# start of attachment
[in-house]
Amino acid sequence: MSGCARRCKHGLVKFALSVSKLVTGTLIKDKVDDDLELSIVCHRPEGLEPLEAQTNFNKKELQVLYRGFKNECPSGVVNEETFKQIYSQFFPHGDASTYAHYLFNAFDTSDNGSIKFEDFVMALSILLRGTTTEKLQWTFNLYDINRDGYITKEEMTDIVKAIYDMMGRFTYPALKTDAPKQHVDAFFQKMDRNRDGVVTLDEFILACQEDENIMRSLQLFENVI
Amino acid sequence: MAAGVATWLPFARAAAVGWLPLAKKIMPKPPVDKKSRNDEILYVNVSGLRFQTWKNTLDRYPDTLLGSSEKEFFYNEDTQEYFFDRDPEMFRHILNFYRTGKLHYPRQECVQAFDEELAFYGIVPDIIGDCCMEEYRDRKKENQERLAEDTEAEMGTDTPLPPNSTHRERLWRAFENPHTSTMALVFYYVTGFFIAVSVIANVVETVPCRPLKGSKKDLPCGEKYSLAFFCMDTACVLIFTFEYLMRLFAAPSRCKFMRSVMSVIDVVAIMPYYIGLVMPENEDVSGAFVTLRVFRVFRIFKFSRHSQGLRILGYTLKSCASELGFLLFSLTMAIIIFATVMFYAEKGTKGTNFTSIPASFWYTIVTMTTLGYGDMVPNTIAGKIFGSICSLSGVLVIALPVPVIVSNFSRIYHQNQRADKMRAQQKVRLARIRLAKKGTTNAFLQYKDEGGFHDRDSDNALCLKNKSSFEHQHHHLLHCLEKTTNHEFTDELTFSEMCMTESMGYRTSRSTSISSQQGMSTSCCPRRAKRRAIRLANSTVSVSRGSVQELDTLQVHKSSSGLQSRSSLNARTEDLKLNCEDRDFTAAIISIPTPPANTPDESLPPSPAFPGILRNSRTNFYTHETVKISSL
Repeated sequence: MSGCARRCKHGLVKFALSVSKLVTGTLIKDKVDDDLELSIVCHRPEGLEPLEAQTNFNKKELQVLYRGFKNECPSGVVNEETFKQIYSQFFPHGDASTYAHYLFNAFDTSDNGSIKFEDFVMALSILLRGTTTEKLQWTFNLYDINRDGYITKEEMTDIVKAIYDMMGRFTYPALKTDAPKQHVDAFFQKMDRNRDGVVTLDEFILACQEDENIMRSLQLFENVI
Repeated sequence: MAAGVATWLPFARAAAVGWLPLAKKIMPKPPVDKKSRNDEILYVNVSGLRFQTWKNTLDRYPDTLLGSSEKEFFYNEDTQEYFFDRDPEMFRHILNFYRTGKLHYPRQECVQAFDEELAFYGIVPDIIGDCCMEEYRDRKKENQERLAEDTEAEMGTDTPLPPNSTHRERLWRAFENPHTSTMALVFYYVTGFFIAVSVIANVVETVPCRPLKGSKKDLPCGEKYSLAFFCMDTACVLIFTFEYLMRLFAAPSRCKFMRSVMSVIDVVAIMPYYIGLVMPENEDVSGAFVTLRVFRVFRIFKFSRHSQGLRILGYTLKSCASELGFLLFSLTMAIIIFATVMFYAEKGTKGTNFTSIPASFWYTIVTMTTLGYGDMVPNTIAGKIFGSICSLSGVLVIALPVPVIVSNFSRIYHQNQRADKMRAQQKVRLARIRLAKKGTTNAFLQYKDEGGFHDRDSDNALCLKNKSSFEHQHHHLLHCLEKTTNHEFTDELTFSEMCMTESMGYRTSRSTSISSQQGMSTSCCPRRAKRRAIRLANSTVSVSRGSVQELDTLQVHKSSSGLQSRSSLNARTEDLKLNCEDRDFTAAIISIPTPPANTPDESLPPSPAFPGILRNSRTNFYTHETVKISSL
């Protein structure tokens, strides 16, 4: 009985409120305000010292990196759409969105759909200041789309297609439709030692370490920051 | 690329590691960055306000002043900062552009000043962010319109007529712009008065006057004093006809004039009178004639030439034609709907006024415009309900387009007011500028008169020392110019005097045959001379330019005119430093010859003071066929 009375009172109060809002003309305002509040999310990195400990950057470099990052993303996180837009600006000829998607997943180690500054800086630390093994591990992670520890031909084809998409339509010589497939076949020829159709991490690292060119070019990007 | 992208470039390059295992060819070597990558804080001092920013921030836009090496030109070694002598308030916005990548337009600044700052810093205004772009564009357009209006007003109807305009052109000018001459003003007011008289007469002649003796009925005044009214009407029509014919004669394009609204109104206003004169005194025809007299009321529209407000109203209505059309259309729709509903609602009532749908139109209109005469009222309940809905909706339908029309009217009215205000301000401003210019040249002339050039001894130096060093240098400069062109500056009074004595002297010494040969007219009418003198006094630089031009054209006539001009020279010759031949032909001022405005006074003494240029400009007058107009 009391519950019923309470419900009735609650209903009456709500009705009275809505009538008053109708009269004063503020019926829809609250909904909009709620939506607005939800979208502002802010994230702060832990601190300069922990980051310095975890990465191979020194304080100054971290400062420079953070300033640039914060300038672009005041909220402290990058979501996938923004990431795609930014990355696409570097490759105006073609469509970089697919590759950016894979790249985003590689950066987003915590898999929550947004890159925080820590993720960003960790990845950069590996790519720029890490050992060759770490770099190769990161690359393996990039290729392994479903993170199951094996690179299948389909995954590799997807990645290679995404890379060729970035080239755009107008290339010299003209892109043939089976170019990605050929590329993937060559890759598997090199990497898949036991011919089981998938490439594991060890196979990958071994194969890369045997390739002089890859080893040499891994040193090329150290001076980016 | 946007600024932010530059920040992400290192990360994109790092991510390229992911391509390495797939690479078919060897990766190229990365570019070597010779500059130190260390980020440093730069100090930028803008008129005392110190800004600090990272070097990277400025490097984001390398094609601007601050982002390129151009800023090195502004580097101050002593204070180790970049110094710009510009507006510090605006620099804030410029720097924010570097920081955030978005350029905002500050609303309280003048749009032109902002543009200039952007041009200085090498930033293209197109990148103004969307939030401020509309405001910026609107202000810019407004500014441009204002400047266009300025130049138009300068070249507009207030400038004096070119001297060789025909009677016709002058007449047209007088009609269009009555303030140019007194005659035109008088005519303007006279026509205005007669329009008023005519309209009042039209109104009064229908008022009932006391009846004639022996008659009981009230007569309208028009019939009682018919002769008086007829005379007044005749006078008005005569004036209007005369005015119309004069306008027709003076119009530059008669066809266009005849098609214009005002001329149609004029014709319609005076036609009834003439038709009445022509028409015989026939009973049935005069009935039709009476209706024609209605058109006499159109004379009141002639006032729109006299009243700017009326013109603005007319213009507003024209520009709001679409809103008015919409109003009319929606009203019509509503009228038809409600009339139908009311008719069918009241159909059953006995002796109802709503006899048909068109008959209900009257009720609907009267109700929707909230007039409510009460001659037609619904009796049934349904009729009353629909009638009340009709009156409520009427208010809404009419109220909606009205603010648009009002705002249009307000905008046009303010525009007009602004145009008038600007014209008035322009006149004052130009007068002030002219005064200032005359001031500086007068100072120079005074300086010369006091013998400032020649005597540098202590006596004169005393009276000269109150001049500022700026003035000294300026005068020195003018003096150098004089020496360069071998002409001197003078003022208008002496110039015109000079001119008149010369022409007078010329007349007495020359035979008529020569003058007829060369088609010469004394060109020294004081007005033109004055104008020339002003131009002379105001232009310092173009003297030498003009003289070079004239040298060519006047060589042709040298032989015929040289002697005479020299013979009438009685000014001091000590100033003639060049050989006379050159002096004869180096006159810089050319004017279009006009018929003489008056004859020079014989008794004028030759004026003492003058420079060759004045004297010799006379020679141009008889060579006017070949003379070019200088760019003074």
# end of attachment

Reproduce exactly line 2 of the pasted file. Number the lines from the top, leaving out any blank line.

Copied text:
Amino acid sequence: MSGCARRCKHGLVKFALSVSKLVTGTLIKDKVDDDLELSIVCHRPEGLEPLEAQTNFNKKELQVLYRGFKNECPSGVVNEETFKQIYSQFFPHGDASTYAHYLFNAFDTSDNGSIKFEDFVMALSILLRGTTTEKLQWTFNLYDINRDGYITKEEMTDIVKAIYDMMGRFTYPALKTDAPKQHVDAFFQKMDRNRDGVVTLDEFILACQEDENIMRSLQLFENVI